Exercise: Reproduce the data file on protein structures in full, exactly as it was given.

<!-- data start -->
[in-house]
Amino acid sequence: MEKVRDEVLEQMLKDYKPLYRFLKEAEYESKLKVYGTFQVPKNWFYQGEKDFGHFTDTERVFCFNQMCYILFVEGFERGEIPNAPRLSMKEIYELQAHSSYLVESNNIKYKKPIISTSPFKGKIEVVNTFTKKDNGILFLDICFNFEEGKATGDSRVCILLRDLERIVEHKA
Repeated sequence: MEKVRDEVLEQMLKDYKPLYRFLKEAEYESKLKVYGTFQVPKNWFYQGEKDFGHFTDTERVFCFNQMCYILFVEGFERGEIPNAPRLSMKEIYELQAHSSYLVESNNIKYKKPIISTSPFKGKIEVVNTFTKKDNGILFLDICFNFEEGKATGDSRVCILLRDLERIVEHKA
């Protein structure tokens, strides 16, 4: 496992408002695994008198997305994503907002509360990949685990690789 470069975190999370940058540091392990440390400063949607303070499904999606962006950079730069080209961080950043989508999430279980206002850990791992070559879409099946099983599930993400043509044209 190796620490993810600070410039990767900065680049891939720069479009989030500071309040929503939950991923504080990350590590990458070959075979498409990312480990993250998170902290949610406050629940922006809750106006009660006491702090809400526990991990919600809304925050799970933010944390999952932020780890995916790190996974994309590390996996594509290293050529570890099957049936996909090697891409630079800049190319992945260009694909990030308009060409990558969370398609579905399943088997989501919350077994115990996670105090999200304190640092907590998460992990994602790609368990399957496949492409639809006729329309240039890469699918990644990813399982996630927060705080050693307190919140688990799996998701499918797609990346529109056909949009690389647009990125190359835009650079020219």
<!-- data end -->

[in-house]
Amino acid sequence: MEKVRDEVLEQMLKDYKPLYRFLKEAEYESKLKVYGTFQVPKNWFYQGEKDFGHFTDTERVFCFNQMCYILFVEGFERGEIPNAPRLSMKEIYELQAHSSYLVESNNIKYKKPIISTSPFKGKIEVVNTFTKKDNGILFLDICFNFEEGKATGDSRVCILLRDLERIVEHKA
Repeated sequence: MEKVRDEVLEQMLKDYKPLYRFLKEAEYESKLKVYGTFQVPKNWFYQGEKDFGHFTDTERVFCFNQMCYILFVEGFERGEIPNAPRLSMKEIYELQAHSSYLVESNNIKYKKPIISTSPFKGKIEVVNTFTKKDNGILFLDICFNFEEGKATGDSRVCILLRDLERIVEHKA
């Protein structure tokens, strides 16, 4: 496992408002695994008198997305994503907002509360990949685990690789 470069975190999370940058540091392990440390400063949607303070499904999606962006950079730069080209961080950043989508999430279980206002850990791992070559879409099946099983599930993400043509044209 190796620490993810600070410039990767900065680049891939720069479009989030500071309040929503939950991923504080990350590590990458070959075979498409990312480990993250998170902290949610406050629940922006809750106006009660006491702090809400526990991990919600809304925050799970933010944390999952932020780890995916790190996974994309590390996996594509290293050529570890099957049936996909090697891409630079800049190319992945260009694909990030308009060409990558969370398609579905399943088997989501919350077994115990996670105090999200304190640092907590998460992990994602790609368990399957496949492409639809006729329309240039890469699918990644990813399982996630927060705080050693307190919140688990799996998701499918797609990346529109056909949009690389647009990125190359835009650079020219």